Tuesday, 7 October 2008

Whatever happened to the Thames Lido?

I bought a slightly-out-of-date-and-therefore-really-cheap guide to the Thames a little while back, and found an intriguing entry for the Thames Lido, due to be completed in 2001. There was a precedent for such a floating pool: around 1875, a floating swimming bath was moored in the river at Charing Cross. It was a covered building containing a large pool with deep and shallow ends, changing cubicles, and even a bridge to dive from. The water was drawn from the Thames, filtered and heated. Admission was one shilling.


Obviously the lido never did appear, which is a real shame: it would have been an Olympic-size pool, 40 metres out into the river, which rose and fell with the tide. A clear covering was to offer swimmers all-round London views, and could close to protect them from bad weather. See the architects' image here.

So what went wrong? Unfortunately, it proved just too expensive - and so disappeared like so many British lidos. Instead, the current plan is for an ordinary indoor pool - as part of a controversial high-rise development.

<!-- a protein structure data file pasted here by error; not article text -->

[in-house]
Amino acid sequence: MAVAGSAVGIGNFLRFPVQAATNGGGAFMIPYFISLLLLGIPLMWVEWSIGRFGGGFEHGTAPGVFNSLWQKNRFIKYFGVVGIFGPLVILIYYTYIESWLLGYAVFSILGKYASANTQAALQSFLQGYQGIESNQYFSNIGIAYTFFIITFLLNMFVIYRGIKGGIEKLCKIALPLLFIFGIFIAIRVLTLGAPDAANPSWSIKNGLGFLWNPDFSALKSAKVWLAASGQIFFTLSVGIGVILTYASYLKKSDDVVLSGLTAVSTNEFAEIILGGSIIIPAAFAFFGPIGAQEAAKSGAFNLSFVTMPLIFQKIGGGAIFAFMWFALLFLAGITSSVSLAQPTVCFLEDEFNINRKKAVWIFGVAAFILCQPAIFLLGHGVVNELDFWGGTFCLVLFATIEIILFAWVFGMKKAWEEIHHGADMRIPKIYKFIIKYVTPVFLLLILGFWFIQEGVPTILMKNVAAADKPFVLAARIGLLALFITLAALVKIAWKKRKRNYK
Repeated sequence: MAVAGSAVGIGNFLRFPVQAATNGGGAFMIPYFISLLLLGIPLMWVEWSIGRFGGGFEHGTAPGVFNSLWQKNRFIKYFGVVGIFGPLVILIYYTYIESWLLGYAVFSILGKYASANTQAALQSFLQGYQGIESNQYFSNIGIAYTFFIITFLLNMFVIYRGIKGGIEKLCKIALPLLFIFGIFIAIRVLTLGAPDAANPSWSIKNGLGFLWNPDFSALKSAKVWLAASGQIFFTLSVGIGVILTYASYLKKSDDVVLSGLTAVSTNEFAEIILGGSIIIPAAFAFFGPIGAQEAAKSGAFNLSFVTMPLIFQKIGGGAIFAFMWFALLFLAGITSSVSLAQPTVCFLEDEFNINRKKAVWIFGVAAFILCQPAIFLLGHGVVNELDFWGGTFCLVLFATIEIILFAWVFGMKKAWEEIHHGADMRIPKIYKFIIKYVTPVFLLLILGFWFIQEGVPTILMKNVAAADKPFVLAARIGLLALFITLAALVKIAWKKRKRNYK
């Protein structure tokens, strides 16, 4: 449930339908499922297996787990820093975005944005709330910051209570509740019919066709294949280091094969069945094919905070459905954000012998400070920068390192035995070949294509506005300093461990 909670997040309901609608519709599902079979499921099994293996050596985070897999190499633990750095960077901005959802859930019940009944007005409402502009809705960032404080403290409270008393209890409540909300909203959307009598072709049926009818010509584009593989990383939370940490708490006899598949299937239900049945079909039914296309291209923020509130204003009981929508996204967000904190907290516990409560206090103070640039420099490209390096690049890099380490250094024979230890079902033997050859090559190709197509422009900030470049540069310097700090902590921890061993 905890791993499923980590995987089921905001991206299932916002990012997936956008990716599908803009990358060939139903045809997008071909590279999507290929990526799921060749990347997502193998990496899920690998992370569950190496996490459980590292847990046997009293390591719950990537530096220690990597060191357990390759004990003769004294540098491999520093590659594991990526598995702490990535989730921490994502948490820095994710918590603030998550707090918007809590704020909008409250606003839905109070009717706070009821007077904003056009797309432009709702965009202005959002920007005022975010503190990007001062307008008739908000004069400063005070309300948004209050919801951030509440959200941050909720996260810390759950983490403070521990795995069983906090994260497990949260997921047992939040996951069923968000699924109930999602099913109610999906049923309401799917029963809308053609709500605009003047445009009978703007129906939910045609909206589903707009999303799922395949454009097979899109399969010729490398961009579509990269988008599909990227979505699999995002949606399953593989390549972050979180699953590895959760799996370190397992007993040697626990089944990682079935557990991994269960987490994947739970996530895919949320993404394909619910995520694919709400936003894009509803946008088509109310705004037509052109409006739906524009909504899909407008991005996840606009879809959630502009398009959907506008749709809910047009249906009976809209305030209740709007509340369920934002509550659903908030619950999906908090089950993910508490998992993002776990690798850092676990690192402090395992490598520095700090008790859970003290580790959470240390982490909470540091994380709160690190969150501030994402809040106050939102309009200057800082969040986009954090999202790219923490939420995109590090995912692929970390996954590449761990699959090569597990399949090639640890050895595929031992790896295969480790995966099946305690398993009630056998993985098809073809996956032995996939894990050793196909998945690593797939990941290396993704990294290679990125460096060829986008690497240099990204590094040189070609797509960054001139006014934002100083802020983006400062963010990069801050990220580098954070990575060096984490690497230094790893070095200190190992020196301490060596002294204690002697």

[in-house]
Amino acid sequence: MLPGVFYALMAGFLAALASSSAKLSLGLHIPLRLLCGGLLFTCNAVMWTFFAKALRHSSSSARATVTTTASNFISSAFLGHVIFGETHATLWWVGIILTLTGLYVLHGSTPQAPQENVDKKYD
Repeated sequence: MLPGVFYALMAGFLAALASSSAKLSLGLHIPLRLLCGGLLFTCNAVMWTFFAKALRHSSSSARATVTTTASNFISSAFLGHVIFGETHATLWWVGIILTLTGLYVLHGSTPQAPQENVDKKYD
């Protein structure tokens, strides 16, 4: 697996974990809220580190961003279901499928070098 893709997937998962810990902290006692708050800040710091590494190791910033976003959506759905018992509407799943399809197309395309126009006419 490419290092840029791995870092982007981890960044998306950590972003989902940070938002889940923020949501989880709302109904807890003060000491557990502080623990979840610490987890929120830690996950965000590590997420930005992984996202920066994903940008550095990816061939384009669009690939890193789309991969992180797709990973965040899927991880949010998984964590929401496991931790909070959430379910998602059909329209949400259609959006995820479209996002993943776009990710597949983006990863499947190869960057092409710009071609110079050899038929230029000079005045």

1 comment:

Sally Wainman said...

One more lido is likely to disappear forever if plans to fill in Broomhill Pool with £55,000 worth of sand and £20,000 of granular infill are voted through.

The Executive Committee of Ipswich Borough Council are meeting on 16th December 2008 to consider a Pools Option report. This includes recommendations to fill in the Grade II Listed Olympic-sized lido, Broomhill Pool, for "health and safety" reasons.

Mrs Judy Terry, the Portfolio Holder for Leisure, said that the pool would be filled with foam or some other innate material. However the report itself details £20,000 for "granular infill or similar to base to ensure ground pressure" and £55,000 for sand or similar material to fill the rest of the lido.

I believe this could be the beginning of the end if the Council carry out these measures. The Ipswich lido was closed in the autumn of 2002 without warning or consultation and a continuous campaign has been fought since that time, to see the Grade II Listed pool restored and re-opened.

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